By: Uakutura Kambaekua
Ovaherero and Ovambanderu Genocide Foundation (OGF) has called on the government to institute a genocide remembrance day.
This follows after descendants of the victims of the Ohamakari battle commemorated the 118th Anniversary of the Battle of Ohamakari on Friday at Okakarara. The events took place on 11 August 1904 at Waterberg.
The Ohamakari event dates back to more than 100 years ago when the Herero and Nama people rose up against the German colonisers in a war of rebellion which claimed the lives of an estimated 65,000 Ovaherero and 10,000 Nama at the hands of the Germans by 1909. During that war, an extermination order was issued by General Lothar von Trotha and is today considered to be the first genocide of the 20th century.
In remembrance of the day, OGF Interim chairperson Mbakumua Hengari called on all Namibians, regardless of ethnicity, to commemorate the day collectively, adding that the nation must start comprehending and supporting the calls for a just closure on the genocide negotiations.
An agitated Hengari condemned the government’s failure to recognise the genocide day 32 years after independence, stating that “one would have thought, the government would genuinely join this campaign in support of a section of its citizens, albeit at a later stage.”
“It is important that we memorialise these days, that we mark them and recognise them in Namibia. Unfortunately, 32 years after our independence, Namibia has not yet fully recognised the genocide that took place on this shores, on this land. This was the battle that determined the colonisation of Namibia. Before the battle of Ohamakari on that day, Germany was still trying to establish her colonial base in Namibia, so it is, therefore, a day that we want to continue marking until such a day that Namibia levels up to her creed in terms of the constitution which guarantee equality for everyone that the events which took place in 1904 be accorded proper national remembrance day is long overdue. Our government has been engaged for many years in negotiating with Germany on the genocide. If the state itself hasn’t institutionalised this day into our memory, so it becomes part of our collective and memorial narrative, what level of the administration of this state has to act on something that the state itself has not recognised,” charged Hengari.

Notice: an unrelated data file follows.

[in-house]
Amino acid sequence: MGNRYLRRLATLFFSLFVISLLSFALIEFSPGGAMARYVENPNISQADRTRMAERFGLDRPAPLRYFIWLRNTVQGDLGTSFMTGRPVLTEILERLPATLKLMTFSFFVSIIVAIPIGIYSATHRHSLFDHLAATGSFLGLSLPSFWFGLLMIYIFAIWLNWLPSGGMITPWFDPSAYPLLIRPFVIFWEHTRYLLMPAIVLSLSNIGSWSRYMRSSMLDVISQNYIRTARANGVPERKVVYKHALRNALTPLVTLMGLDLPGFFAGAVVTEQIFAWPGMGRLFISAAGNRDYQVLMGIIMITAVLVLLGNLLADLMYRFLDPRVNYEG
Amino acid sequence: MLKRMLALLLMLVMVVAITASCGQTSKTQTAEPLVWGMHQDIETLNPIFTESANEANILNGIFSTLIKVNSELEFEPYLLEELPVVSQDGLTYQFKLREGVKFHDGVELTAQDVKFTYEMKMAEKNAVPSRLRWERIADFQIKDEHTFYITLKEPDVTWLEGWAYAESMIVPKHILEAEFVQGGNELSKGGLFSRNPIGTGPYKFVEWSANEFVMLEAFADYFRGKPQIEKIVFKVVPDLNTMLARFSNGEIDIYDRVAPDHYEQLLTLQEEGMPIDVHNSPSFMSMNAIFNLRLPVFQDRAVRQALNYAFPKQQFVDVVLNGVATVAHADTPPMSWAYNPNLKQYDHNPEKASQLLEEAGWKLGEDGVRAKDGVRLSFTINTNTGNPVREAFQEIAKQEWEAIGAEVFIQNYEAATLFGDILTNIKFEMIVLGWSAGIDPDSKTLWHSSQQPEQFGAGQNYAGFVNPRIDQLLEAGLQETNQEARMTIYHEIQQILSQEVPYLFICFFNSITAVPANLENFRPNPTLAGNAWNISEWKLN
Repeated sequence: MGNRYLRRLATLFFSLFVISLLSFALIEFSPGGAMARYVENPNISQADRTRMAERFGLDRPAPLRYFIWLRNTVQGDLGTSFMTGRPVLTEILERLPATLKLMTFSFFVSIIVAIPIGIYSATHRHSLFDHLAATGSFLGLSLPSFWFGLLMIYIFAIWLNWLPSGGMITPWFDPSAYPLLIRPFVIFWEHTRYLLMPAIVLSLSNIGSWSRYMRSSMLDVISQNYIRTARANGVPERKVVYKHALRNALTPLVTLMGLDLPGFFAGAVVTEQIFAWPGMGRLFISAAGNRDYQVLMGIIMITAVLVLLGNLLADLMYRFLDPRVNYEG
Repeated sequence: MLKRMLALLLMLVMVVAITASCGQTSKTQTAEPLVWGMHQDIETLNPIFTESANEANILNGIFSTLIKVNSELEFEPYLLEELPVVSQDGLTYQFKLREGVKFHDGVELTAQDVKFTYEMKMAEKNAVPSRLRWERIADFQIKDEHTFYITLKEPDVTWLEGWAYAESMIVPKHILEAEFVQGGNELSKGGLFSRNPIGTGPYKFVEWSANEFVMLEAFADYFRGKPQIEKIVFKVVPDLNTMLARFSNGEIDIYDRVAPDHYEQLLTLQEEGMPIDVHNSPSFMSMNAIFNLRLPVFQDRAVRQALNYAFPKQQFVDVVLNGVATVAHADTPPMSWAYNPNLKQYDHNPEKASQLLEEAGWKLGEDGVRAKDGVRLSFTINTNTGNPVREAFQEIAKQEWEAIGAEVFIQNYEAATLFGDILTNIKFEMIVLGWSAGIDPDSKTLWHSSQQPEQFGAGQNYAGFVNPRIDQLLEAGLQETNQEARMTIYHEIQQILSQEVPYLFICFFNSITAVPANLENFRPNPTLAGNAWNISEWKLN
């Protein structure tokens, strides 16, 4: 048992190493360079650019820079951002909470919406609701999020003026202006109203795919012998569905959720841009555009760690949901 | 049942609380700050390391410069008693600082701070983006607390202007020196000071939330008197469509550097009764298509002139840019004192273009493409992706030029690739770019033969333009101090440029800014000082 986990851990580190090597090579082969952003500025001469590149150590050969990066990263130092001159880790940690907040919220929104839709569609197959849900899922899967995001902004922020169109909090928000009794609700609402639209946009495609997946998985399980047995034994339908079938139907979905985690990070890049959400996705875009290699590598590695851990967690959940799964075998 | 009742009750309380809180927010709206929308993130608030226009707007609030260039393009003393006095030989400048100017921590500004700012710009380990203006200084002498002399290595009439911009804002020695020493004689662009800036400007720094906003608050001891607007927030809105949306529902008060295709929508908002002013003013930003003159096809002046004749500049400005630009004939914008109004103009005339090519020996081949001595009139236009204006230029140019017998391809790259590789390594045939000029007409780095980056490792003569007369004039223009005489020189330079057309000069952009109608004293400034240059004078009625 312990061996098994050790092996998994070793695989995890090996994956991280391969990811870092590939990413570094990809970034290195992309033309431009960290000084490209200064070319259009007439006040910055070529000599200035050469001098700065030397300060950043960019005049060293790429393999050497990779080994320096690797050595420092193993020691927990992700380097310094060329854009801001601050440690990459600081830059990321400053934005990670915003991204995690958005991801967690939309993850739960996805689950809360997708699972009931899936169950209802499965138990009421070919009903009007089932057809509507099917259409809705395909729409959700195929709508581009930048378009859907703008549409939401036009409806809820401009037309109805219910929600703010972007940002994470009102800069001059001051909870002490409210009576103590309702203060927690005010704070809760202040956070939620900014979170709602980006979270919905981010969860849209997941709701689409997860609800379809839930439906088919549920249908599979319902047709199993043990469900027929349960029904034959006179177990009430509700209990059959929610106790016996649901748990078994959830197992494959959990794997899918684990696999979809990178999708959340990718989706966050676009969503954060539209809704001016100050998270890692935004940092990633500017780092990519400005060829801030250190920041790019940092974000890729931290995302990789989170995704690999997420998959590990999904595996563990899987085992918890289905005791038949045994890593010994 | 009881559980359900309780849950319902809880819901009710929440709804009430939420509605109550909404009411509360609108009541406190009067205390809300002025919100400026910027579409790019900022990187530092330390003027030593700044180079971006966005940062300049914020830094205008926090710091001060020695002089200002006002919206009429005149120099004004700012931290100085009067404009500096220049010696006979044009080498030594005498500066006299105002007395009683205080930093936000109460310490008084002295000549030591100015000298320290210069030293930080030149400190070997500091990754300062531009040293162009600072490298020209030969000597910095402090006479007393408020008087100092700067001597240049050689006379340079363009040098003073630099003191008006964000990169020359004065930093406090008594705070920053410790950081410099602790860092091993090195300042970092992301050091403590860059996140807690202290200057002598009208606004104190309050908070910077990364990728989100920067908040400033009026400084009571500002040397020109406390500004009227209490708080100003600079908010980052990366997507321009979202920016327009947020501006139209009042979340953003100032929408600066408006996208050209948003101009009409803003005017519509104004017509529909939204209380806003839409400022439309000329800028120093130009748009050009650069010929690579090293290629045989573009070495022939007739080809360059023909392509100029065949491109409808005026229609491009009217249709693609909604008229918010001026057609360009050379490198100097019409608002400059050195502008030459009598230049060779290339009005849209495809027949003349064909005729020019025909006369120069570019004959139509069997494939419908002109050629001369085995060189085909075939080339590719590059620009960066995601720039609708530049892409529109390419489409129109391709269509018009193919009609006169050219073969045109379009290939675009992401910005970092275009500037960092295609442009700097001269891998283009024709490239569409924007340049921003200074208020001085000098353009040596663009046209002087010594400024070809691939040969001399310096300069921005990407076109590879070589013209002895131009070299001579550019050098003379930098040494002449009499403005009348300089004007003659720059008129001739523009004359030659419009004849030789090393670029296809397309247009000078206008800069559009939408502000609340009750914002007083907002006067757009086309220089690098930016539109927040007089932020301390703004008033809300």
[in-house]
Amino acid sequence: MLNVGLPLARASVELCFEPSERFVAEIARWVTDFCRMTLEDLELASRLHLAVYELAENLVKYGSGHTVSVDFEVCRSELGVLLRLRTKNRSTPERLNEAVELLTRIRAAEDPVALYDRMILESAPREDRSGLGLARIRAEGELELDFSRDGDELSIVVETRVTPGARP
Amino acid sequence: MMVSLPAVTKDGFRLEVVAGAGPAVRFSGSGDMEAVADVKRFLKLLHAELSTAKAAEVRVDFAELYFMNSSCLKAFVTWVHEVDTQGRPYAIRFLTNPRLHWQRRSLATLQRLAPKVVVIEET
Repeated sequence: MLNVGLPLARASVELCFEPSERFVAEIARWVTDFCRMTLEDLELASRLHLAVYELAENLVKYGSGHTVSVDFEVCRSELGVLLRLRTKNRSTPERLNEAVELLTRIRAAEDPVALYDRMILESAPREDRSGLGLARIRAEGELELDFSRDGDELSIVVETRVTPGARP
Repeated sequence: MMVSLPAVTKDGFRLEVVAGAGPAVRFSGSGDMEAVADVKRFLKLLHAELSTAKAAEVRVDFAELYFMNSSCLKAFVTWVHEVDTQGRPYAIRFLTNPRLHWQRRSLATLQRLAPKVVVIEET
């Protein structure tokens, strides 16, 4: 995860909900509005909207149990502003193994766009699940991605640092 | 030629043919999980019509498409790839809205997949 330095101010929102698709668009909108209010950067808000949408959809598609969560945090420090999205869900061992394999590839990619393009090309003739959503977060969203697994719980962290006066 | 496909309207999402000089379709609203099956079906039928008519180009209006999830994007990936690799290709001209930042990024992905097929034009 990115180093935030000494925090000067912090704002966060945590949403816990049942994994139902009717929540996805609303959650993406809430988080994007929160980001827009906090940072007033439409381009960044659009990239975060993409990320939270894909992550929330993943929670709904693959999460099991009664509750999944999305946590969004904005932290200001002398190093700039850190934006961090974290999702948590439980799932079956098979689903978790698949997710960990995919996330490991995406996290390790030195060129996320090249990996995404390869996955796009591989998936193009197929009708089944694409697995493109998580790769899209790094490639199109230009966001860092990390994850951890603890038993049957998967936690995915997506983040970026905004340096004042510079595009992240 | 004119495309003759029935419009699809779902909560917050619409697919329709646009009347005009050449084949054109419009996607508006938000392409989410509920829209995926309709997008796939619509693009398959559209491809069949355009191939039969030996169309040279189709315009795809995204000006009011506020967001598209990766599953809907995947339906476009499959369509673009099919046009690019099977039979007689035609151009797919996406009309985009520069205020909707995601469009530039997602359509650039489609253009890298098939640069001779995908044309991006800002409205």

He said that the process that ultimately led to the unanimous adoption in 2006, of a resolution by the National Assembly, through a motion by erstwhile Ovaherero Paramount Chief, late Dr Kuaima Riruako, remains an “unfulfilled dream” to the descendants of the victims as the “Namibian government continues to be indifferent to their plight.”
The 2006 resolution paved the way for the Joint Declaration (JD) between the Namibian government and its German counterpart. Hengari also questioned the government’s sincerity in institutionalising the genocide day, citing that it’s difficult for them to fight for reparation. On the other hand, the state is yet to recognise the day.
“This day is imperative for our ancestors because it was the beginning of the war or the battle of resistance by our forefathers which led to the genocide that we talk about today. It was the effectiveness of that resistance that forced Germany to take dramatic action by declaring a wholesome extermination campaign against the complete group or population of ethnic groups that were indigenous to Namibia. They were told they must leave or they will be forced to leave,” narrated Hengari.
“The day of 11 August reminds us, those of us now at the forefront of the genocide and reparation movement in Namibia, we cannot be indifferent to that day. Therefore, it is important for all of us who are part of this movement, including the administration of the Republic of Namibia, to join in marking and celebrating this day,” he added.
He also told the Villager that the German government should be held to account for its forefathers’ transgressions, atone and pay reparations to the Namibian people. He added that the affected communities can only prevail against the formidable German government if the entire nation supported them.
Hengari also highlighted the day’s importance, stating that the Ohamakari battle marked the beginning of the war of national resistance, which led to the genocide of the modern era. Ethnic groups were forced to flee their lands, noting that it is pertinent for the descendants of Imperial Germany’s genocide of the Ovambanderu, Ovaherero and Nama to reflect on their journey since then.
Even though the German government hasn’t paid reparations yet, it, however, recognised and apologised for the events in 2004. In July 2015, the German government and the speaker of the Bundestag officially called the events a genocide.
“We extend a hand of patriotism to all other Namibians even though they were not directly affected by the scotch of genocide that hid us. There is no way that we can win or prevail over a formidable force like Germany. There is no way that we can prevail over our state, which is different due to our pride. As we go forward and leave a legacy for our generation to come to remember and know what took place here in Namibia was genocide. In terms of the UN convention, it is something that must be prevented and never repeated. It is time for Namibia to institute a genocide remembrance day to show course as to what transpired here,” stated Hengari.